However, the labels did shed some light on how those who run the platforms thought at the time. Sunlight is the best disinfectant, the platforms seemed to say, but the labels only looked like a couple of extra fluorescent tubes installed in the ceiling.
In a nutshell, the tech platforms responded to user moderation challenges with helpless acts that hid claims of power. These companies wrote the rules for their users. They decided when they shouldn’t be enforced. The labels told us what was going on and what would not be done about it. You might as well have said “good luck”. Then came January 6th.
What is Real Life – and is it Twitter?
You may have heard the phrase “Twitter is not real life” in reference to any number of situations where a group of people’s consensus on the service clashed with an external reality. (For example, the Biden campaign included the mantra before and after Joseph R. Biden Jr. won Democratic Elementary School)
Most of the time, this point is made with a wink – get off the computer, go outside, talk to people who don’t tweet all the time if you want to know what’s really going on. Of course, it’s what you hear most on Twitter itself, where it once sounded wise, but over the years it has sometimes sounded like wishful thinking that borders on despair, especially when it comes from people – and I’ll only claim here about speaking to myself, other reporters can speak for themselves – who owe so much to the service professionally that it feels unethical to speak about it without disclosure. (Imagine the information label: “This reporter reads Twitter in bed on either side of the day.”)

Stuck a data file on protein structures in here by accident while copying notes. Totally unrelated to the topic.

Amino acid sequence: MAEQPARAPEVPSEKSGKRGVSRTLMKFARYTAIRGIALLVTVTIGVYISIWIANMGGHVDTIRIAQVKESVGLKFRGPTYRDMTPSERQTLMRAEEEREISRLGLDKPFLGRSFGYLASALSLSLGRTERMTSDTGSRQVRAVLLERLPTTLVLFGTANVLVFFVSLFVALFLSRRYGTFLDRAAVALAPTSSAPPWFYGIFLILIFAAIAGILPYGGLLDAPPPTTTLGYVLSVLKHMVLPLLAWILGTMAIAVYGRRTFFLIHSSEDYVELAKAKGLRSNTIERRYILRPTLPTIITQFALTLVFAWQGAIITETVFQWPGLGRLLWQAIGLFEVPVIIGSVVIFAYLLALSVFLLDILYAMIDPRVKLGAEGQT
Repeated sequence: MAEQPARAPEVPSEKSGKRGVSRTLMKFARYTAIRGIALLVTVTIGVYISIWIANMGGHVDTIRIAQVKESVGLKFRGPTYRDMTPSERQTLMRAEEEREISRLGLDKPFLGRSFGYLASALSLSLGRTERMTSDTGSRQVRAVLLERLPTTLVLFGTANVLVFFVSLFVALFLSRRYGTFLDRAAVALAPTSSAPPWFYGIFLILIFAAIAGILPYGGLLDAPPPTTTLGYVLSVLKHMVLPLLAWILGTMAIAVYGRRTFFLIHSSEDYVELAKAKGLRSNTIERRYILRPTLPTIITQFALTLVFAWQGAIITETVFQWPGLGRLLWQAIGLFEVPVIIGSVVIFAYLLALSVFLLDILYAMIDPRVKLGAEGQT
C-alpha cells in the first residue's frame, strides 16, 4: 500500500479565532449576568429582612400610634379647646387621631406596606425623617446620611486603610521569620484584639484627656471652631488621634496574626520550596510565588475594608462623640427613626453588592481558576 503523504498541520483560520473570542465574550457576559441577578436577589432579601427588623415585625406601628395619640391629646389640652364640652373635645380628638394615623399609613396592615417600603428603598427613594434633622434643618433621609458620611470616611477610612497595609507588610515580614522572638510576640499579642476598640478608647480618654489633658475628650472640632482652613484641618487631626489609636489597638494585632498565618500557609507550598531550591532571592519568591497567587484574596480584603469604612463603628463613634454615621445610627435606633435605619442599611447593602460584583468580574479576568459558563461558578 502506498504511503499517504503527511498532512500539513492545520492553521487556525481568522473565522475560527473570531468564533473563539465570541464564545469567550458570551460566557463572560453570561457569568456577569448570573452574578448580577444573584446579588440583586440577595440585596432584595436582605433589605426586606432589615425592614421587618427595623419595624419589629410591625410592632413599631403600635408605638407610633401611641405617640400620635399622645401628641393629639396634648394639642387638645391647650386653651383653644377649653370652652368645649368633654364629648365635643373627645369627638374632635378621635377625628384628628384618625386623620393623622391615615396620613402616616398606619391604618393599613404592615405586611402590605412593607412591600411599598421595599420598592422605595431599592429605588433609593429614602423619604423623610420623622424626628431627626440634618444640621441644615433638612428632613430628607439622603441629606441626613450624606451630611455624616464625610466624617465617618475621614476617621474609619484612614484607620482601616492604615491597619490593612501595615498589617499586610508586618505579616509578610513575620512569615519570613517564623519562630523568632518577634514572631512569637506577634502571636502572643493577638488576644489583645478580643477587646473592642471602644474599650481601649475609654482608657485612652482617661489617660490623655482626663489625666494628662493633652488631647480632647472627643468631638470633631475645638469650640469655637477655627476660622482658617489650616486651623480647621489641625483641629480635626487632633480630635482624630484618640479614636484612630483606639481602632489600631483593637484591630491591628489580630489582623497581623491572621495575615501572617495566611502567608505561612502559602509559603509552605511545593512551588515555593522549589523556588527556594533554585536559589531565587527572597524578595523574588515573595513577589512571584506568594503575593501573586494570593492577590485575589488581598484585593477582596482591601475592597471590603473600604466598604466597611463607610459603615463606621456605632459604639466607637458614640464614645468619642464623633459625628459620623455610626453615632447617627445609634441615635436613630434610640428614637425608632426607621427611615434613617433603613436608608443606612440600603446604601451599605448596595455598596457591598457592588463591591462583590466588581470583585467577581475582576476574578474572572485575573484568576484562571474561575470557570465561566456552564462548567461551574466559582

To be fair, Twitter has changed quickly. In 2015, Hillary Clinton and Jeb Bush exchanged insults on Twitter when it was novel, timely, but mostly taken as a joke. Until 2017, President Trump tried to practice border politics with tweets.
Three years later, along with hordes of regular users, lawmakers used the platform to ask the general manager of Twitter to ban the president in order to keep American democracy intact, as the president himself was calling for an election he lost. There was no ignoring Twitter without ignoring Mr. Trump, and there was definitely no ignoring Mr. Trump.